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botchedashtree

Mature Ash tree pollarded in an awful way, what now?

Question

I had an overgrown ash tree that had probably never been pruned in its 100 years life which was smothered in dense arboreal ivy. As more and more large limbs were breaking off in the past 2 years, I thought I should finally get someone to reduce its size and so I spoke to several tree surgeons who all offered pretty much the same thing which was a crown reduction. The guy I went with said he would reduce the crown by 30-40%, now that should have raised a red flag but because of my ignorance I just assumed that it was okay because it was an exceptional situation. Come this Tuesday, he turns up with his team and carries out what I believe is a pollard/topping and removes the entire canopy. He removed all the ivy except some large vines which would damage the bark if ripped off, but he did poison it so it shouldn't grow back. Unfortunately, I didn't realise the damage he had done to the tree until I asked some arborists on another forum. They said that the tree is now guaranteed to die and I will have to remove it within the next few years. If it doesn't die straight away then the water sprouts will cause me more problems and result in more large limbs falling. Lastly, because of the stub cuts the tree is now guaranteed to rot and get a fungal disease.

 

The reason I'm posting on here is because the other arborists were mainly American and they did come across as overreacting a bit especially since they kept mentioning emerald ash borer. It would be great if I could get the opinions of British arborists on the extent of damage done to the tree and what will happen to it now. Is the tree truly doomed or am I able to somehow save it and keep it in good health? I didn't want to remove it for environmental reasons (birds used the tree) but if I have to in the next 5 years, is there a good replacement tree that can provide the same sort of habitat for wildlife, and can grow to a good size in those 5 years? How often will I have to prune it now? Regarding Ash dieback, there haven't been any reports in my area and the canopy was lush and full this summer.

 

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It's been pollarded to fence height previously- so if it can survive that it demonstrates how it will/should grow back again.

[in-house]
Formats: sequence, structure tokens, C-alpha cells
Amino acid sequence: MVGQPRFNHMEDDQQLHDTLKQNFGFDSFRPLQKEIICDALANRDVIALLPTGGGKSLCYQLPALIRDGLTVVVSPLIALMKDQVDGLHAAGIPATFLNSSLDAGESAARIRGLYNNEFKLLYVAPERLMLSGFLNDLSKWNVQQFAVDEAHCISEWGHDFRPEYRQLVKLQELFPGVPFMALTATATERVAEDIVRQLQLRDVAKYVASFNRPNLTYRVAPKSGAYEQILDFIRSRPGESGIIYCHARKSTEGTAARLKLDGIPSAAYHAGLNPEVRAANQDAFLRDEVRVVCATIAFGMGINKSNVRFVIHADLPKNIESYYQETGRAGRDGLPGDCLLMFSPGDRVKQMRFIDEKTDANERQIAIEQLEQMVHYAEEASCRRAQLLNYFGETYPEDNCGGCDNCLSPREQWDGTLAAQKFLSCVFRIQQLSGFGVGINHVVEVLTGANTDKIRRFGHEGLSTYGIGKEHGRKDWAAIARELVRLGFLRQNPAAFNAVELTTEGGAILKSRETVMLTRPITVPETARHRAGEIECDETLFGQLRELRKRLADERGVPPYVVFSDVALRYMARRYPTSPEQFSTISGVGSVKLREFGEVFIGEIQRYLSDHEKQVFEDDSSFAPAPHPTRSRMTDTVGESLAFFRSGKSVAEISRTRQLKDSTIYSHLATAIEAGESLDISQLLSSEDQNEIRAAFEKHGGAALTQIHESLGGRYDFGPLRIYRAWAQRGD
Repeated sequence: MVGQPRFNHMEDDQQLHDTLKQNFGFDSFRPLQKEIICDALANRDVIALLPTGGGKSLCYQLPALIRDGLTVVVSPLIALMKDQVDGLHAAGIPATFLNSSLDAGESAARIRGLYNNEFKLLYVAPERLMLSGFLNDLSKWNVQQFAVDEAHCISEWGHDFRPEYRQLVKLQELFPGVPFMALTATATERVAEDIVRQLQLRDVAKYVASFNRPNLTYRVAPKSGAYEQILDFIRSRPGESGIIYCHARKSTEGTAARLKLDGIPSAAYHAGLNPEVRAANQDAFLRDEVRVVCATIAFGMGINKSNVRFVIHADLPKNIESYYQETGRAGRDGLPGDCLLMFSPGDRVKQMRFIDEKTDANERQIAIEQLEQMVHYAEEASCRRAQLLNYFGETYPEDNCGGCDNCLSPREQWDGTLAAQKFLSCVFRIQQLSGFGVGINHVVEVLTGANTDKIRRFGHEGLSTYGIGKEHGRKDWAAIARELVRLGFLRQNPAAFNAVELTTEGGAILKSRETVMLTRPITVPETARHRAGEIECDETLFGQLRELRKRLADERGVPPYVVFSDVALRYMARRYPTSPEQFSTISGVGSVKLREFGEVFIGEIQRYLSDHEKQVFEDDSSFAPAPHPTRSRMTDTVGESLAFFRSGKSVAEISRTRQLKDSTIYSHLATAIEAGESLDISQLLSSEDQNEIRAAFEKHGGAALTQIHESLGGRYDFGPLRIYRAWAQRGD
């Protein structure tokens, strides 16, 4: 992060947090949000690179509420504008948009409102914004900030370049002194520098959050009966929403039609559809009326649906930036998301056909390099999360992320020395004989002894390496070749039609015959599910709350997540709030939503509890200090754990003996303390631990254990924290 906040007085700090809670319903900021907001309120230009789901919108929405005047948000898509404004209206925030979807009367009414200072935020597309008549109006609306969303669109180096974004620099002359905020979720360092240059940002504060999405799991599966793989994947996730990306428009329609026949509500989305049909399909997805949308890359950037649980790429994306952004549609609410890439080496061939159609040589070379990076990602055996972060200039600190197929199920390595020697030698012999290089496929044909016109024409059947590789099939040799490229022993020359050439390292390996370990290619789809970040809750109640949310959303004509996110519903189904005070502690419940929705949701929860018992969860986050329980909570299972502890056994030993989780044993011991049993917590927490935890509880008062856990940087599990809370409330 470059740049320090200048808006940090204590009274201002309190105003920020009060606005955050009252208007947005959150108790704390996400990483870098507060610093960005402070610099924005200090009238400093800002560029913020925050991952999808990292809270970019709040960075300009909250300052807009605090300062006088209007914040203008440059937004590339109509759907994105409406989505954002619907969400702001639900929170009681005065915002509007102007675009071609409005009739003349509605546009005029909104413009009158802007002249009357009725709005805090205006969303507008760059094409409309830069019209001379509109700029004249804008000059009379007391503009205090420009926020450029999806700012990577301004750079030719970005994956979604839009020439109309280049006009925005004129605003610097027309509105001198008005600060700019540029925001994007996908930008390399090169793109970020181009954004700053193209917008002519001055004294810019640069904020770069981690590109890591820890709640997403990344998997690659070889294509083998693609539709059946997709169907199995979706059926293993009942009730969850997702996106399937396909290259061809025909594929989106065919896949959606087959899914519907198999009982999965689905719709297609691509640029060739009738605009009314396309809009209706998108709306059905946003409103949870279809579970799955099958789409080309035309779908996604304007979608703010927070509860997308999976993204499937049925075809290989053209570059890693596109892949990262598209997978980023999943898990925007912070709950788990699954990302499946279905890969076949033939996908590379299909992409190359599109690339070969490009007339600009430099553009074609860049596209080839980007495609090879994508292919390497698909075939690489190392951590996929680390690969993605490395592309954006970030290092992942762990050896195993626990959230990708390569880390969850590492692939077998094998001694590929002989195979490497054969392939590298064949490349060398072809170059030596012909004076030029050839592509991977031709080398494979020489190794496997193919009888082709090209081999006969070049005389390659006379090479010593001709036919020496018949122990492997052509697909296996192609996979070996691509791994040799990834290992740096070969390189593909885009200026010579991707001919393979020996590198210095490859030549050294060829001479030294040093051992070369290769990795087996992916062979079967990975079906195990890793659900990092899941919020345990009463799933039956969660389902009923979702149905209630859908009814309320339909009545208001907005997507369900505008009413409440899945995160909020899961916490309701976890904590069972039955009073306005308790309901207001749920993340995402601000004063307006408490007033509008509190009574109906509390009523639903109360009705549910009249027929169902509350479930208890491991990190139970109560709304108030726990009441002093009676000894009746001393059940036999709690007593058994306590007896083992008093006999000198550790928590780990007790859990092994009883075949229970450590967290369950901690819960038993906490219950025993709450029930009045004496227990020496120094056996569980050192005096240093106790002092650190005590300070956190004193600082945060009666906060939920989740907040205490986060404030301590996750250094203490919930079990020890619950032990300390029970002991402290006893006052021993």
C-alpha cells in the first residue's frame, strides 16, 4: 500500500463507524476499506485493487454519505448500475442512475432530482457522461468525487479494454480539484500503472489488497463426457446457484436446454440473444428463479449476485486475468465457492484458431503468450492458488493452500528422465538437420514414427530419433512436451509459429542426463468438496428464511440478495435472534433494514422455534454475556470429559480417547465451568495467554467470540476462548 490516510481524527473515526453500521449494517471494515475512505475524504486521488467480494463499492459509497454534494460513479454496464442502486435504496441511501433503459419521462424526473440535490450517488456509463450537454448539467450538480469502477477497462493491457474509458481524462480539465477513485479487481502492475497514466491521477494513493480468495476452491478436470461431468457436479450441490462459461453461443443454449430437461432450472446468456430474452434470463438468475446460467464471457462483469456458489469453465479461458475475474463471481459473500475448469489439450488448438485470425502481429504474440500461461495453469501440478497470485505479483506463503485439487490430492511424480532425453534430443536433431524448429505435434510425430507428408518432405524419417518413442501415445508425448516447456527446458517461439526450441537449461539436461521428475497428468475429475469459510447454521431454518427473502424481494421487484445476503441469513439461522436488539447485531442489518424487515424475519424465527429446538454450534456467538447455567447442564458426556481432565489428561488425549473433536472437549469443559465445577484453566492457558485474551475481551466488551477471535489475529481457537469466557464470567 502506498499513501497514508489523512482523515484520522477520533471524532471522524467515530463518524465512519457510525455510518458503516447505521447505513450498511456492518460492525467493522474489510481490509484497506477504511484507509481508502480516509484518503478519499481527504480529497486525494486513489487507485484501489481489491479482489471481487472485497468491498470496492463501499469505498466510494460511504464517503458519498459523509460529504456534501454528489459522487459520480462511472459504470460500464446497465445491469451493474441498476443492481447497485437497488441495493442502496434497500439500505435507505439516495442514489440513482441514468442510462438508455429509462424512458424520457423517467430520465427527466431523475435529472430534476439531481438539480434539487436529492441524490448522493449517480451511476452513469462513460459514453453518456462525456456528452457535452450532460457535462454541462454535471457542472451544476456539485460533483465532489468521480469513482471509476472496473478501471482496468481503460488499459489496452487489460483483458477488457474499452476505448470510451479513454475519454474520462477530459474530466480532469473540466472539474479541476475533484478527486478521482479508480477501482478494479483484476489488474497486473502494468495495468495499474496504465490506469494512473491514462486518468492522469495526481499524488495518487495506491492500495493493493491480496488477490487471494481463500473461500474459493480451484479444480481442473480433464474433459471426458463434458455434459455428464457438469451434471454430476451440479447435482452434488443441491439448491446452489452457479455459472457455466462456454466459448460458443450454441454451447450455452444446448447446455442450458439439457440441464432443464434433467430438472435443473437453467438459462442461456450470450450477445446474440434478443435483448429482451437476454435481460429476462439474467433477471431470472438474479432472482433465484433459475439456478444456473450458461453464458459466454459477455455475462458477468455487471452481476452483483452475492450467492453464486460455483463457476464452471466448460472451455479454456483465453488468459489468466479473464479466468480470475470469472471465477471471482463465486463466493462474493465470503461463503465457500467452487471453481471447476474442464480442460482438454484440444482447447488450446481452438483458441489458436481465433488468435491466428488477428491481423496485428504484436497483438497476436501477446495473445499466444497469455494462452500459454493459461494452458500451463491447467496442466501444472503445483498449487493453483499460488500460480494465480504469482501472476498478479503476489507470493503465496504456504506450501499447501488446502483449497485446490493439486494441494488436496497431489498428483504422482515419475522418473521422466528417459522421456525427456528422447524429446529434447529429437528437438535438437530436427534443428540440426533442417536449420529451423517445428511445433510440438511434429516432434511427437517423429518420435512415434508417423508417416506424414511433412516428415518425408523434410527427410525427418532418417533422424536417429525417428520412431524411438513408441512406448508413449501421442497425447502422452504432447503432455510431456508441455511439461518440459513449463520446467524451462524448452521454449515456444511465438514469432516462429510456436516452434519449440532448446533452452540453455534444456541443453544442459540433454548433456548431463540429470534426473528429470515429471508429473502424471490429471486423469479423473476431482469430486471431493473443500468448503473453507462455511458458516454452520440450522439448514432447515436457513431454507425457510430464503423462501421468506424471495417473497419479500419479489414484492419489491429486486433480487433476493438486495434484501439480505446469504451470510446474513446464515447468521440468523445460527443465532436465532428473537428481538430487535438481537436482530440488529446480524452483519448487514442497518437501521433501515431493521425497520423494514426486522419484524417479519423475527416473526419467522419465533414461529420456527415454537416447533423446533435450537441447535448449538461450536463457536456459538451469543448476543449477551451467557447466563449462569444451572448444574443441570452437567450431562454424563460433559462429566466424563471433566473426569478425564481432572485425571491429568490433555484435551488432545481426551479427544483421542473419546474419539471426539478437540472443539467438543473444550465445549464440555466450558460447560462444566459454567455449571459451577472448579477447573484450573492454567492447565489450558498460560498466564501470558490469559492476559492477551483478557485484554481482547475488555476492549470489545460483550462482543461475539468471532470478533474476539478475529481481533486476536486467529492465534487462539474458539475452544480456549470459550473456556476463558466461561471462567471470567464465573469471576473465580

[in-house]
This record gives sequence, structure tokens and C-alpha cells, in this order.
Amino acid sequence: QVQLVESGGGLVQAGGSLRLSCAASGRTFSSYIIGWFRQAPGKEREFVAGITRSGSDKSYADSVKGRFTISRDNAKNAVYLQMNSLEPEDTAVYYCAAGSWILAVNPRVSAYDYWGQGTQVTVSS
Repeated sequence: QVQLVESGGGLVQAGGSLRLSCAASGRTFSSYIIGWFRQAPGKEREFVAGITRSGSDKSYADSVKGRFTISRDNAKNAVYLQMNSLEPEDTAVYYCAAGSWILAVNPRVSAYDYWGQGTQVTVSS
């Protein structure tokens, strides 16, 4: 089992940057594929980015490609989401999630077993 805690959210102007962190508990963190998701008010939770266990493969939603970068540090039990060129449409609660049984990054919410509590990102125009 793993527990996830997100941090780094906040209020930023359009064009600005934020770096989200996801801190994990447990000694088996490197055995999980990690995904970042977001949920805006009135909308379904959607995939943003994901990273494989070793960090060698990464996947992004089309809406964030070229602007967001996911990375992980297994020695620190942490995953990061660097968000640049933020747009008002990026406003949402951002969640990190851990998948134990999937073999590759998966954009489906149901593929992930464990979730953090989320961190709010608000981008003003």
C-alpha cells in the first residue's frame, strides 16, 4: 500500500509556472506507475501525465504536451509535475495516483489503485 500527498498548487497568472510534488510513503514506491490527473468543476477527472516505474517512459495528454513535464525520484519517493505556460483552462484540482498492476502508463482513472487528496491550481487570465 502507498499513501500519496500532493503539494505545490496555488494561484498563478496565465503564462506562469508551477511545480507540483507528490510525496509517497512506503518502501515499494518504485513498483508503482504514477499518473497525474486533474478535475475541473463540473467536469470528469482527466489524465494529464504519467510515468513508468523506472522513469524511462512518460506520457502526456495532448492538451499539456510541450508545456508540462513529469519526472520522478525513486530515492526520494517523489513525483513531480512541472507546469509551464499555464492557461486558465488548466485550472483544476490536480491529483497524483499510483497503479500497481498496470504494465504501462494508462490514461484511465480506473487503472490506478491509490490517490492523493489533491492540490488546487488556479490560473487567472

All ivy could have been removed.

Many European street trees are pruned back hard and regularly.

Not saying it is great, just it'll be right.

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5 hours ago, JaySmith said:

£900 to remove half the ivy does seem steep. However stripping ivy can often be under quoted and be very time consuming, sometimes as a contractor you win and it comes off in sheets other times you are up there with a small
everything but the kitchen sink trying to prize it off! Also London is an expensive place for tradesmen what with parking restrictions, LEZ, parking fines, having to leave the truck and chipper half a mile from the job making for a long drag all adds to the time and ultimately the cost. Think they could have stripped the greenery of the ivy as a minimum.

Key will be how the tree responds to the ‘pruning’ moving forward. If it goes into further decline and does need removing then it is safer, easier and cheaper whilst it still has some life in it. Sorry that you’ve had a negative experience thus far but there are plenty of good contractors out there, best putting your location on here and asking for recommendations rather than just looking at something like Checkatrade or the like and I’m sure you’ll get somebody if you need help in the future

Oh yes there are definitely good arborists out there, I'm just unlucky with most things in life haha. I will remember to use this site next time for sure.

2 hours ago, richyrich said:

It's been pollarded to fence height previously- so if it can survive that it demonstrates how it will/should grow back again. 

All ivy could have been removed.

Many European street trees are pruned back hard and regularly.

Not saying it is great, just it'll be right.

That's good to hear, I do feel more assured now. I don't really care about the looks of it as long as it grows back healthily.

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